The Earth is Full?

From the Washington Post:
Myth #4: We're paving over America.

How much of the United States is developed? Twenty-five percent? Fifty? Seventy-five? How about 5.4 percent? That's the Census Bureau's figure. And even much of that is not exactly crowded: The bureau says that an area is "developed" when it has 30 or more people per square mile.

But most people do live in developed areas, so it's easy to get the impression that humans have trampled nature. One need only take a cross-country flight and look down, however, to realize that our nation is mostly open space. And there are signs that Mother Nature is gaining ground. After furious tree chopping during America's early years, forests have made a comeback. The U.S. Forest Service notes that the "total area of forests has been fairly stable since about 1920." Agricultural innovations have a lot to do with this. Farmers can raise more on less land.

Yes, American houses are getting bigger. From 1970 to 2000, the average size ballooned from 1,500 square feet to 2,260. But this hardly means we're gobbling up ever more land. U.S. homeowners are using land more efficiently. Between 1970 and 2000, the average lot size shrank from 14,000 square feet to 10,000.

In truth, housing in this country takes up less space than most people realize. If the nation were divided into four-person households and each household had an acre, everyone would fit in an area half the size of Texas. The United States is not coming anywhere close to becoming an "Asphalt Nation," to use the title of a book by Jane Holtz Kay.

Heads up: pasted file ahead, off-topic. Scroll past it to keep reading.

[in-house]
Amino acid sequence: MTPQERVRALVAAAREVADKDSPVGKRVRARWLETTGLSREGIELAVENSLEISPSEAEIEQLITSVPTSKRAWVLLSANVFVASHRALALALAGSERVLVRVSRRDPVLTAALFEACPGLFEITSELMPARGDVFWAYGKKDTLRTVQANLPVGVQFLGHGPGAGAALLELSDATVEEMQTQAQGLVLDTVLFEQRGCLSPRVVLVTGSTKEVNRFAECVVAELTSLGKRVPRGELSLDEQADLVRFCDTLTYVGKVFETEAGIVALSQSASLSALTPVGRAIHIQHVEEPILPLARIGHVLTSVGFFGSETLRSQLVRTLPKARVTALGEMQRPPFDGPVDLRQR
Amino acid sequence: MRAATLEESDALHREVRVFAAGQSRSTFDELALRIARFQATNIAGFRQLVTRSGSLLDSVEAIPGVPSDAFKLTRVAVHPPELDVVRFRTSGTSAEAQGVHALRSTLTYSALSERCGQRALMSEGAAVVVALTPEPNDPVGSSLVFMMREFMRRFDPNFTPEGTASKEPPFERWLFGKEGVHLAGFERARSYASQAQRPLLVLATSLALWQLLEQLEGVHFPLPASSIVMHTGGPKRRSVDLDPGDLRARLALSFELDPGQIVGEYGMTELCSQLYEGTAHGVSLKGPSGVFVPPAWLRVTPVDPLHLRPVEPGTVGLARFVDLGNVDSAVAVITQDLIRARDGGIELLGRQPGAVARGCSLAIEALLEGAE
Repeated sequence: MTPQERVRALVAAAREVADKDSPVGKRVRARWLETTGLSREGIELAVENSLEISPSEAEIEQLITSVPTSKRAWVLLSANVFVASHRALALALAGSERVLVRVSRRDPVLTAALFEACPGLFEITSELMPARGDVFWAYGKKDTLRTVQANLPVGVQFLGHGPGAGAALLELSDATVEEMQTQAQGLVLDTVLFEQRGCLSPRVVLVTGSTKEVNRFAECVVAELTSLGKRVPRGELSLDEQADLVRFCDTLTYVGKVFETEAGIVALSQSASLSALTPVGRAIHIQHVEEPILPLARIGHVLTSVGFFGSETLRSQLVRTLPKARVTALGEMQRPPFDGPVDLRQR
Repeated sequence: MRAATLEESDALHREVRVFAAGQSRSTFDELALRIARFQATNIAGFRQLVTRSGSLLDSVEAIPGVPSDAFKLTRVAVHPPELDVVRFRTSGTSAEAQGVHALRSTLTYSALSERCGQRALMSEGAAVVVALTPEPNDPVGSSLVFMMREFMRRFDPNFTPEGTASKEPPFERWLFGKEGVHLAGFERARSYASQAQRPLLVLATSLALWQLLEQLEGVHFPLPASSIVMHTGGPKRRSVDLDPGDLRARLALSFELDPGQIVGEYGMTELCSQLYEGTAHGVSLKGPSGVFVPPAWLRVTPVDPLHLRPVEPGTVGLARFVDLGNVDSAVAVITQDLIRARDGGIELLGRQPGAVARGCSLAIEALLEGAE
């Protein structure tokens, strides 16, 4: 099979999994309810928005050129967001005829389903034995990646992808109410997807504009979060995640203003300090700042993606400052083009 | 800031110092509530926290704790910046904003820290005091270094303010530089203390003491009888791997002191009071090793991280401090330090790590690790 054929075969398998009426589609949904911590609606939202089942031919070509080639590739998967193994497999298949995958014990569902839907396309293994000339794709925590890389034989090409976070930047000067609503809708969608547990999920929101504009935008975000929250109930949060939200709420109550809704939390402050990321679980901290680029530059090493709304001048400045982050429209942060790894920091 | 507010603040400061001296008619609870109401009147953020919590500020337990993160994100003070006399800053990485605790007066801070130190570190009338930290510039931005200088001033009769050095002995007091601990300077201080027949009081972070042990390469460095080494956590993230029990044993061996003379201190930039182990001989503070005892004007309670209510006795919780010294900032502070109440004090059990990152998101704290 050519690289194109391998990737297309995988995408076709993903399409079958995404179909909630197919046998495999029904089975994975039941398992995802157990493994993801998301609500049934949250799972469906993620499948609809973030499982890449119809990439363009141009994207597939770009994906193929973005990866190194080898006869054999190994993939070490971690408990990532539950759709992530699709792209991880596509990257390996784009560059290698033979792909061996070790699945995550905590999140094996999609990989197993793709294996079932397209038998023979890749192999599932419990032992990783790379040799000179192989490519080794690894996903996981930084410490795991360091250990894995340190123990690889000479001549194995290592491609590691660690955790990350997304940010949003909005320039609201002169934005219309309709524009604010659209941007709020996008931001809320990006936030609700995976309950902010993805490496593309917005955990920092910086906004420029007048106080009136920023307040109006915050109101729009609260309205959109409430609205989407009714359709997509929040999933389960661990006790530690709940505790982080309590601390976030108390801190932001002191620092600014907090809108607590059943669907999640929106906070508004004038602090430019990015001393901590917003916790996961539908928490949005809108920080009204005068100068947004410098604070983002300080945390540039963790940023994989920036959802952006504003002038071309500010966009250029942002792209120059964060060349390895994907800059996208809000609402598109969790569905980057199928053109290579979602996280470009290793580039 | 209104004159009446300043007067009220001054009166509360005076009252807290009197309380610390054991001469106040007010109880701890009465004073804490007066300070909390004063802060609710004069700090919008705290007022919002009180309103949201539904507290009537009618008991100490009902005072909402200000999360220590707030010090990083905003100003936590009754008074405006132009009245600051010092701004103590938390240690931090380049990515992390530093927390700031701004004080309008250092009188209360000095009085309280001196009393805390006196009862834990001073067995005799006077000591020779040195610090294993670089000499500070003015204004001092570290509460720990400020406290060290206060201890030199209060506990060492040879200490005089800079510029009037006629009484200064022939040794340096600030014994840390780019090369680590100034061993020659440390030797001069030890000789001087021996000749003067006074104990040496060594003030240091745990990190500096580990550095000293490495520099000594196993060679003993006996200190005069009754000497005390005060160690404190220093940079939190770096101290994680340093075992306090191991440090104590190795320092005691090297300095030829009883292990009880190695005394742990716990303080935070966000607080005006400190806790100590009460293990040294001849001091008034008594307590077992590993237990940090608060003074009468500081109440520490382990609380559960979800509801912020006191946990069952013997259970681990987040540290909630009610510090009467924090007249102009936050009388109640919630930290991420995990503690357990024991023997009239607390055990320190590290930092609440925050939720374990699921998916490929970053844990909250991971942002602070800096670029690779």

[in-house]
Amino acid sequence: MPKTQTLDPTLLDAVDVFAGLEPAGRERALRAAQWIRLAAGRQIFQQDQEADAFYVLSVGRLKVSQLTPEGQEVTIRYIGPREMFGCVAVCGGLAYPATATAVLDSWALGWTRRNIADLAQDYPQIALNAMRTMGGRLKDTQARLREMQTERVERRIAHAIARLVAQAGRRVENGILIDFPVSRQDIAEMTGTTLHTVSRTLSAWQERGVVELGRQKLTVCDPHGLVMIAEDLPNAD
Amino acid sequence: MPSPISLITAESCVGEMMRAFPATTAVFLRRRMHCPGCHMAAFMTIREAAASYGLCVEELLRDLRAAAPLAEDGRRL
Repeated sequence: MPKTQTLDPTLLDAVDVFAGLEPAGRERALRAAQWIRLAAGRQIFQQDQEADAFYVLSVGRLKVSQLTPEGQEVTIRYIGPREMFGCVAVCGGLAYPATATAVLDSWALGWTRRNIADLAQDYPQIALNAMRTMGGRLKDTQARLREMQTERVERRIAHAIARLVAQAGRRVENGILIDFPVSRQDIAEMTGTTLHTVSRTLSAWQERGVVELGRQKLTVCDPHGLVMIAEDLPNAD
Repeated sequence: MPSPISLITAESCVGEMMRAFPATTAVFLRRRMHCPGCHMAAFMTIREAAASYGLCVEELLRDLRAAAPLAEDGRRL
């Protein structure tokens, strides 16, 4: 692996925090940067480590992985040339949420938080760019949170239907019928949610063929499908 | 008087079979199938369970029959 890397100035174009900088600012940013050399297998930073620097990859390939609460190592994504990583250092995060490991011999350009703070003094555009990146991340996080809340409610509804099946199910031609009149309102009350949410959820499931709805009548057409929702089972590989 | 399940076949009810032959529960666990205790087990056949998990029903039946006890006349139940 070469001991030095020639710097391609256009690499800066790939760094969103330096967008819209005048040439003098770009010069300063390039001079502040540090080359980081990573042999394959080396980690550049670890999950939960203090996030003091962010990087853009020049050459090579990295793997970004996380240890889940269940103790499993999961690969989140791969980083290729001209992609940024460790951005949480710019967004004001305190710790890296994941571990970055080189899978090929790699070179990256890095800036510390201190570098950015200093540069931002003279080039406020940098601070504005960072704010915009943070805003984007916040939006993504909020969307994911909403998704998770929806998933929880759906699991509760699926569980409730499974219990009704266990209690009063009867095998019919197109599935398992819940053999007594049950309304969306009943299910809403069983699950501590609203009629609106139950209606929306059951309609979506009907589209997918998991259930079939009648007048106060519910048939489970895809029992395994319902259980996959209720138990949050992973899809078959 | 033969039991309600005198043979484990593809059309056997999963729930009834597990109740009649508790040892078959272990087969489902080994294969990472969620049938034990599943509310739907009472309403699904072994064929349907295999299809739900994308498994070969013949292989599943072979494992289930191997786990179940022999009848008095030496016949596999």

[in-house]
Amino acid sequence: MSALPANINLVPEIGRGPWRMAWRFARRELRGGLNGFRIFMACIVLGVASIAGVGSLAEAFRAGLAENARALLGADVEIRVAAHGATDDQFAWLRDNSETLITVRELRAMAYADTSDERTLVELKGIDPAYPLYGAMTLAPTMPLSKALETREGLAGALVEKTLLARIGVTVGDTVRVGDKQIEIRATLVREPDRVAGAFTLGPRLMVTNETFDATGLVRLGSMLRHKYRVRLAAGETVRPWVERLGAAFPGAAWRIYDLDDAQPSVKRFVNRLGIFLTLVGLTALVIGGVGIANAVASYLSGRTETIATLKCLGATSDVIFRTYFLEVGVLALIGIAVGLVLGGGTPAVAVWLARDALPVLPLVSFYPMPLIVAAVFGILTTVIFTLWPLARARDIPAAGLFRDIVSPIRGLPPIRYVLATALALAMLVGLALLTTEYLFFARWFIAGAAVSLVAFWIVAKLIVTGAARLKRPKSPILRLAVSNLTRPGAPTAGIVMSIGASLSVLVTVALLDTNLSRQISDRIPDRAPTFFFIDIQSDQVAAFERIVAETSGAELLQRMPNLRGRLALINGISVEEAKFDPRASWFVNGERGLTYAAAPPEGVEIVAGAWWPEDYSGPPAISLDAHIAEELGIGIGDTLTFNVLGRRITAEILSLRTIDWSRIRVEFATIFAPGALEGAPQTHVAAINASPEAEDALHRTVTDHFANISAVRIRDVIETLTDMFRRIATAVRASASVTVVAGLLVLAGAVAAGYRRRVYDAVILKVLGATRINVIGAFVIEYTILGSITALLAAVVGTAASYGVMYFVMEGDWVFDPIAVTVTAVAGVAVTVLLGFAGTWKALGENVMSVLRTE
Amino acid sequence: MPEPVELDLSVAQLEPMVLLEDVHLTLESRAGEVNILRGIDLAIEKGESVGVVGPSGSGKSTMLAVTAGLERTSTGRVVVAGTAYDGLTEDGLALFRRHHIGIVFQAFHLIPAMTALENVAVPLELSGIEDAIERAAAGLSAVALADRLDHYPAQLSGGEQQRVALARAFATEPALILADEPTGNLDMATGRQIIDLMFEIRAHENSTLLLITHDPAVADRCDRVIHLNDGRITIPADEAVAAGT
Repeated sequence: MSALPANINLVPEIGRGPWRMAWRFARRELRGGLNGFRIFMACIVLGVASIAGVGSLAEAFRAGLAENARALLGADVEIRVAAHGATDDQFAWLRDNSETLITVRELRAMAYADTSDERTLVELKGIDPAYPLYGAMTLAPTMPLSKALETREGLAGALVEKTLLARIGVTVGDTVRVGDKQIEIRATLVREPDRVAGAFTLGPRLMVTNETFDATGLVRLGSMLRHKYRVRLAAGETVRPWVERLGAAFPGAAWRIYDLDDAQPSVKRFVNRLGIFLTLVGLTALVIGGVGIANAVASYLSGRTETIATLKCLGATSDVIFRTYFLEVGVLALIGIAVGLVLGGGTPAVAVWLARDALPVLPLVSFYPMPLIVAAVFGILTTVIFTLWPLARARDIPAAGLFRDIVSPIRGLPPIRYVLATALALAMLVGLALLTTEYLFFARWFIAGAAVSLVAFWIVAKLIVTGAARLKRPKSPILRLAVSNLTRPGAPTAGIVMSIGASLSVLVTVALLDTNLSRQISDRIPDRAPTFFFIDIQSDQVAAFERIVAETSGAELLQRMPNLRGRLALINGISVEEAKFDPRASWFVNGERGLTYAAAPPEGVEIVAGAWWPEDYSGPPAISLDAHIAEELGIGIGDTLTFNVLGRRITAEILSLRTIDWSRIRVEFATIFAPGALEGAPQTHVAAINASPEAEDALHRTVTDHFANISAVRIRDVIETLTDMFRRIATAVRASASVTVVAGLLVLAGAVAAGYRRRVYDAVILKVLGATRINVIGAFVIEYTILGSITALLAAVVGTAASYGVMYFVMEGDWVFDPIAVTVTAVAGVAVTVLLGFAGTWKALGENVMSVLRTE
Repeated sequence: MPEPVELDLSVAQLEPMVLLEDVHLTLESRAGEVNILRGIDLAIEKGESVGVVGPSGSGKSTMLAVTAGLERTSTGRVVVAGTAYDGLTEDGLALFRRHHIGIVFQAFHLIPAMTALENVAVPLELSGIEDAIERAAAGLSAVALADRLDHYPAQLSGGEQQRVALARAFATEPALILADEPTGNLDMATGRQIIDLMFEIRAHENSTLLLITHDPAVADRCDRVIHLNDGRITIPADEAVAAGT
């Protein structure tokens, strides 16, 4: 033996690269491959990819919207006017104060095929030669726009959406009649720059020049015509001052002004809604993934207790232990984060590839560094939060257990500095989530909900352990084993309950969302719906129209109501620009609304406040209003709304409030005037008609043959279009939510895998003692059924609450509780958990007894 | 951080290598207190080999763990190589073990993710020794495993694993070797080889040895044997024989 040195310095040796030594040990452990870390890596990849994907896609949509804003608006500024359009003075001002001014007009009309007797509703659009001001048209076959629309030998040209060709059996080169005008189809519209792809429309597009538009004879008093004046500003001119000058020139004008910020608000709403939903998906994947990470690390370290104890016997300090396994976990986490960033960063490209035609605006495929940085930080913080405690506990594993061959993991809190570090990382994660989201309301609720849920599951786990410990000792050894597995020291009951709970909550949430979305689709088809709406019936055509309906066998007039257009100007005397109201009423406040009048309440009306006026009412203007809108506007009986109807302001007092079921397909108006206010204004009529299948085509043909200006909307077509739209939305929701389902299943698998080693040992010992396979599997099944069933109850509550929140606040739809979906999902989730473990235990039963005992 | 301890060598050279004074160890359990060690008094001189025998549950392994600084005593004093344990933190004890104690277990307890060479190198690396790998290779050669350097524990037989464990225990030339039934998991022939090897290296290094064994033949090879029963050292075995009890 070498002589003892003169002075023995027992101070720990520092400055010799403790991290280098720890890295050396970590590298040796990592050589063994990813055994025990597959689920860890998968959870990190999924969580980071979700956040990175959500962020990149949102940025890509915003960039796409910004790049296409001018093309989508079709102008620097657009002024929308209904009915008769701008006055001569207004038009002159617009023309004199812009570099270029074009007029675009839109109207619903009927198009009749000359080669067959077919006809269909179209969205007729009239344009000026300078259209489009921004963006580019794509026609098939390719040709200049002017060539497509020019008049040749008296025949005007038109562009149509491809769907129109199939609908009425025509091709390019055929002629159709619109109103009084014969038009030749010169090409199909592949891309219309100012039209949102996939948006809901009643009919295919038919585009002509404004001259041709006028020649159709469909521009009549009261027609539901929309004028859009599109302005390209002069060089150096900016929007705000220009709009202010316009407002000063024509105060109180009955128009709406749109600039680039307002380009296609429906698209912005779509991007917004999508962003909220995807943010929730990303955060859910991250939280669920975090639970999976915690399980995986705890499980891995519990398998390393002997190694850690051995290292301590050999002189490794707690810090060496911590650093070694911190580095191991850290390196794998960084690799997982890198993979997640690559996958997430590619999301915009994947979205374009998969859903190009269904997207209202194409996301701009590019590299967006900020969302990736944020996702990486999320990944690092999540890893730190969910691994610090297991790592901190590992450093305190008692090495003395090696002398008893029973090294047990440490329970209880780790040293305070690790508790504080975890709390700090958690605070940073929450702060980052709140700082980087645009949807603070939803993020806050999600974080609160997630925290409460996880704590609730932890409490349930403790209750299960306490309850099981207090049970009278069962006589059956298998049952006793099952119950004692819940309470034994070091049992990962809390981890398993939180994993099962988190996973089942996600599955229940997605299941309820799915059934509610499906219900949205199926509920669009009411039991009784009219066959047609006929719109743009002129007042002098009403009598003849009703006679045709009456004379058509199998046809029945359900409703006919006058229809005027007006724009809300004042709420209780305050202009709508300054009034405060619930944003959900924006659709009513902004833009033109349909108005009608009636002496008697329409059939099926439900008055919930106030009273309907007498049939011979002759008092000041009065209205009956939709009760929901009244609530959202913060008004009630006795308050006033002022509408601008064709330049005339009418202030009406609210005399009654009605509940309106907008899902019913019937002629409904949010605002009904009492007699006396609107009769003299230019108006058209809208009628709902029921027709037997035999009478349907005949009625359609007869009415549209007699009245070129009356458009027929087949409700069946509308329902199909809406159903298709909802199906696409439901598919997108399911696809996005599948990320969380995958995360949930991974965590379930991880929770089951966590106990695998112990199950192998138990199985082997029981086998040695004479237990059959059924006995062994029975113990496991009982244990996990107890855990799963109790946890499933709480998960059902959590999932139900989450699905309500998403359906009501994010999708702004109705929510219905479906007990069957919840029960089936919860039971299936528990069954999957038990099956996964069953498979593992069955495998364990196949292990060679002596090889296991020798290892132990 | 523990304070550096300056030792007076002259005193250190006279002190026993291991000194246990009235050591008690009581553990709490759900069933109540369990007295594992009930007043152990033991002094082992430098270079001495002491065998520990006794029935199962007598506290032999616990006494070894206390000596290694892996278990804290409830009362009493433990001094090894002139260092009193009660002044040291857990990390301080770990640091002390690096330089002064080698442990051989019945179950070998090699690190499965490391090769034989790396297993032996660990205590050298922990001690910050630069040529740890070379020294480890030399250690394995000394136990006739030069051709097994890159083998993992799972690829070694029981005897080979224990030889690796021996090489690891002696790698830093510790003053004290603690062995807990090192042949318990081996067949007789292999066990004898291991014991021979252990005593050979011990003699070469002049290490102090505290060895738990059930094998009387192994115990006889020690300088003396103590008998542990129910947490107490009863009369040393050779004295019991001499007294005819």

FDA Considering New Standards For Birth Control

The Associated Press reports:
In briefing documents, the FDA says newer contra-ceptives have been less effective -- at times, with twice the failure rate -- than previous products, most likely because manufacturers have started using lower doses of hormones that stop ovulation."

Preventing ovulation is only one phase of hormonal birth control. Does this mean that the other two phases are being relied upon more? Evidence presented in previous discussions here on L&C would suggest so. The third phase is abortion due to thinned uterine lining preventing implantation. If ovulation is not prevented as successfully, more abortions must occur because the [reportedly lower] doses of hormones in today's formulations are still shown to thin the uterine lining enough to prevent implantation in most cases.

In addition, "Companies often exclude women who smoke, are overweight or have a history of heart problems from their trials." This leaves us to wonder how accurate even the studies are at overall performance of hormonal "contraception."


Children of Men

Click here or on the picture at the left to view the trailer for this thought provoking movie my wife and I saw last night. And here is an interview with the actors and a short consideration of the actual possibility of the total infertility theme. If you're not going to see the movie, here's a 10 minute spoiler preview. Remember, this is R-rated.